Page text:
My 50th birthday was coming up and I was elated. I knew I would wake up that morning changed. My life was coming together and making sense and it was a feeling beyond description. I spread the word and in lieu of gifts, I asked for donations for my trip. Thanks to my many friends, co-workers and other loved ones, I raised the money for my trip in no time. I requested and was graciously granted the two weeks off from work, got all of my shots, checkups and malaria meds to take with me. I got hundreds of stickers for the kids, shirts to cover my shoulders and shorts to cover my knees, work boots and flip-flops, sunscreen and mosquito repellant. After three flights and an open, muggy bus ride in the pitch black of night into the jungle, I found myself watching a tribal dance, beautifully choreographed by the children of Omo as a welcome gift to us. One of the pastors of the community also welcomed us with a speech where he mentioned that God had preordained this moment and on the day each of us were born, it was decided that we would come together that night as one culture, one family, one skin color, in order to do something good in the world. To help each other and to love one another. I was transformed. I was home.
It was extremely hot and humid, we showered (sort of) with spiders as big as the palm of my hand, washed our work clothes outside in tubs and hung them on the line but they never dried. We worked hard all day building a school from the ground up, in the hot sun and through torrential downpours, and with the exception of the day my son was born 27 years prior, I had never been happier. We laughed, we cried, we sang songs and played guitar, we told stories and listened to the children tell us stories handed down from their grandparents. We colored pictures, played games and handed out stickers and small gifts to the children each night. I spent time with the ladies as they cooked three meals a day for us, helped them take the dishes to and from the kitchen hut that was yards away from the house they had built for us. By the end of the first week they were teaching me to speak their language, laughing with me as I tried to learn their ways, and lovingly christened me an honorary “PNG Lady.” I was never afraid but always aware of how remote our location was, hearing the sounds from the jungle each night, watching the geckos run up the walls of the rooms where we slept.
Many volunteers join BTCV in order to travel the world and give hope to children by building schools and actively participating in their lives. I sat there one morning with the wonderful group of volunteers in Papua New Guinea as we finished breakfast, rubbed on our sunscreen and grabbed our work gloves, ready to get to work. We were nearing the end of our stay and the school was almost finished. As the discussion turned to other places we’d like to see, I asked Jimi (he and his wife Cristi are our fearless leaders) if I could come back to Papua New Guinea. I wanted to be on “Team PNG.” This project, as planned for the community of Omo by our friend and PNG contact named Martin, is on a 10-year plan with several schools and a community center in mind. I want to be a part of that. I want to watch these children grow up and help them to be everything they want to be. I want them to look back when they are adults and have children of their own, and know that I was with them from the start and I never let go. I want them to know that I care, that nothing is too big, nowhere is too far, nothing is too much to give.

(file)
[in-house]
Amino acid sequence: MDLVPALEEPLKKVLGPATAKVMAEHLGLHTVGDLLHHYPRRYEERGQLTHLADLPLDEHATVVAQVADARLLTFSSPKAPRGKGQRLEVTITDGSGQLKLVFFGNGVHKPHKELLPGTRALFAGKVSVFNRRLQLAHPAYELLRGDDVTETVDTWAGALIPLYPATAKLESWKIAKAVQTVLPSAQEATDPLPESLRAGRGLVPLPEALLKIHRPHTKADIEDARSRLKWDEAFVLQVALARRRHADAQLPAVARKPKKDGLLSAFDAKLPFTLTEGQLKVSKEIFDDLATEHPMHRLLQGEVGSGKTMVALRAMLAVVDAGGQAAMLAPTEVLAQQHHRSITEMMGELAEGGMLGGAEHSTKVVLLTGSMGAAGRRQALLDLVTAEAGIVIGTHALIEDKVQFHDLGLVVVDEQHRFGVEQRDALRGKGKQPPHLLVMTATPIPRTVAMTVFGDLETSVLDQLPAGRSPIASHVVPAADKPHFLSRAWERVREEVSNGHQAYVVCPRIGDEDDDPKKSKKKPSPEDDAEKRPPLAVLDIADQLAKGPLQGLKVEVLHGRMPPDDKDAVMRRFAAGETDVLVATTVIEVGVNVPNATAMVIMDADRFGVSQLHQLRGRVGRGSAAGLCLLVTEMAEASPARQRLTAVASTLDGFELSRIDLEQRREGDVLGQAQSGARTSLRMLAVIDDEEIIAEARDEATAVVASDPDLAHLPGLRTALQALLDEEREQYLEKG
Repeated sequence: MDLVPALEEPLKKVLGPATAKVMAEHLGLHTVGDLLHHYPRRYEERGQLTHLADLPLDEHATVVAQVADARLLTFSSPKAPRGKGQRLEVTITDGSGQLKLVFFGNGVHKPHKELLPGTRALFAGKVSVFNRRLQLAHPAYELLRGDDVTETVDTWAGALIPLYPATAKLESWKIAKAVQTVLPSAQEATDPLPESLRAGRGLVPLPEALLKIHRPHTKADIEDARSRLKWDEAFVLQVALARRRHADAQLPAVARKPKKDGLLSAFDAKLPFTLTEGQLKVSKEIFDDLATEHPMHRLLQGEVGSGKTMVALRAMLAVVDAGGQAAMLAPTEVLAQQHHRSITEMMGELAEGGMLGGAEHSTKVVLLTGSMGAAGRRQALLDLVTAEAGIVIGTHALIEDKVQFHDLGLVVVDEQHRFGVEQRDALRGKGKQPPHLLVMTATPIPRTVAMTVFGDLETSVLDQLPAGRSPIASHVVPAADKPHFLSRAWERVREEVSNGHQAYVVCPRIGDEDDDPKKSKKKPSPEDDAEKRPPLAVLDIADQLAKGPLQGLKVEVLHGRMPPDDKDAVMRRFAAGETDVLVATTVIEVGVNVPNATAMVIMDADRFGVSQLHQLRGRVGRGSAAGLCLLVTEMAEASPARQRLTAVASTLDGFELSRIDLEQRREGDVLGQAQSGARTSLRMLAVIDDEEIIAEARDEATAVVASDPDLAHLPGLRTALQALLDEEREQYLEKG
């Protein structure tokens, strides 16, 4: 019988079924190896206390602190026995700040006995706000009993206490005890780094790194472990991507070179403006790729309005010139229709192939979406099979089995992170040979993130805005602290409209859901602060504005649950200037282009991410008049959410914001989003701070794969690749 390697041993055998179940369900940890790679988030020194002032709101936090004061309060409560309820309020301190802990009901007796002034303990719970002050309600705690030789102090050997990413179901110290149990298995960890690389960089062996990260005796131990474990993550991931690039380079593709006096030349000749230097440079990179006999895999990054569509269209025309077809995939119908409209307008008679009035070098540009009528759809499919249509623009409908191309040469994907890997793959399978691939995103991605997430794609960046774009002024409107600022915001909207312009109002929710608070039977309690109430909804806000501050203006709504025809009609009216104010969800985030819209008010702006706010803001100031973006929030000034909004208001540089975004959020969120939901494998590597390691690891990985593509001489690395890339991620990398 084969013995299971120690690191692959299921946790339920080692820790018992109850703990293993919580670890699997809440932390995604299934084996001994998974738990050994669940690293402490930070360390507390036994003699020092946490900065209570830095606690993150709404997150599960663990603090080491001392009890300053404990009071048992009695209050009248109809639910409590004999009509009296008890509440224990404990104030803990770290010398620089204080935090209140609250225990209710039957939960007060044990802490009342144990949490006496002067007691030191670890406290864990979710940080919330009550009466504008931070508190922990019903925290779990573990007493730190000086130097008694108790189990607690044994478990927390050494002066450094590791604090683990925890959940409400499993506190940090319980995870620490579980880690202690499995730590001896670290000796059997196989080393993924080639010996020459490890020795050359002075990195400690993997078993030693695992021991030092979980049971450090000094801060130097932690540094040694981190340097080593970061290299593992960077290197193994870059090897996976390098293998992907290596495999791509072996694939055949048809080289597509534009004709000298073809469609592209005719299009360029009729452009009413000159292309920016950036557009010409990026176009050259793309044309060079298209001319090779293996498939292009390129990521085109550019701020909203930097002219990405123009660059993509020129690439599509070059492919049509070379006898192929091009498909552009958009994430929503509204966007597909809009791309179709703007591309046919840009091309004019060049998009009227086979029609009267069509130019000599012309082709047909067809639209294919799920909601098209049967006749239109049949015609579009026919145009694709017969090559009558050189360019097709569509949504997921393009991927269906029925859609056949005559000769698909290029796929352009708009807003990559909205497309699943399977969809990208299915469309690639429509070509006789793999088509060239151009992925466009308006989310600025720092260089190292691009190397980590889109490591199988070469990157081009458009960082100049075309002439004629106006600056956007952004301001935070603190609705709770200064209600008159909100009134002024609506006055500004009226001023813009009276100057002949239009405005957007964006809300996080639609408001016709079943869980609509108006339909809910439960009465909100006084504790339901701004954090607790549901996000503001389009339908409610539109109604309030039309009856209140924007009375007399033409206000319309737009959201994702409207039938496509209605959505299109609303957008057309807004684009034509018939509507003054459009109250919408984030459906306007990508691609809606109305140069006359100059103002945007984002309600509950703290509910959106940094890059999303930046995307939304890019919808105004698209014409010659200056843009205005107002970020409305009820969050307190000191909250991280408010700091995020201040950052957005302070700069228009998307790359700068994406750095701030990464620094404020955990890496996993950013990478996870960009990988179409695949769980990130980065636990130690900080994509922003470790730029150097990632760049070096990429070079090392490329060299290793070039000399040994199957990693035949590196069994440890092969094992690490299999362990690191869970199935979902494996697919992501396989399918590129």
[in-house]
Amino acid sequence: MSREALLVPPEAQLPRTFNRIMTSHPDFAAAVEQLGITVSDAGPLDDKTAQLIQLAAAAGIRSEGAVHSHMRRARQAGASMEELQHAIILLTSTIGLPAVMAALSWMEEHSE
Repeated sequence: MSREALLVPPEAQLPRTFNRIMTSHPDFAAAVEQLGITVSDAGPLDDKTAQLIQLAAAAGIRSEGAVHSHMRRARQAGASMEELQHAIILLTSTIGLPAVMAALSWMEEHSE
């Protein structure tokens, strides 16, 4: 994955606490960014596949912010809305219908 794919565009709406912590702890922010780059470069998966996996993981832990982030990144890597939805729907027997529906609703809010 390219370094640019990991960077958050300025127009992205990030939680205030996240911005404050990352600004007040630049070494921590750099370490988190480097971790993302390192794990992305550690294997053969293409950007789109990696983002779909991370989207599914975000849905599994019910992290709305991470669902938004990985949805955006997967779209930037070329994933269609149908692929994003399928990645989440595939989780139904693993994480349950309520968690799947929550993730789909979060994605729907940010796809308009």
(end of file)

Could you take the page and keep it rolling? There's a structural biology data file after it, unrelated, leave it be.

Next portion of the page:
It’s been two years since my first trip and I’m going back to Papua New Guinea with Be The Change Volunteers again this year. I’ve already raised the funds for my part of the trip and it’s all set.
AND I KNOW none of this would have happened if I hadn’t lived a life of challenges and gratitude, heartaches and humor, fear and faith, friends and enemies, loneliness and loving relationships, sometimes despair but never giving up. And hope. Always hope. From waving goodbye at Shadowood Lake as teenagers, to picking up thirty-six years later as though no time had passed at all, two friends, bound by the need to help others. Can’t beat that.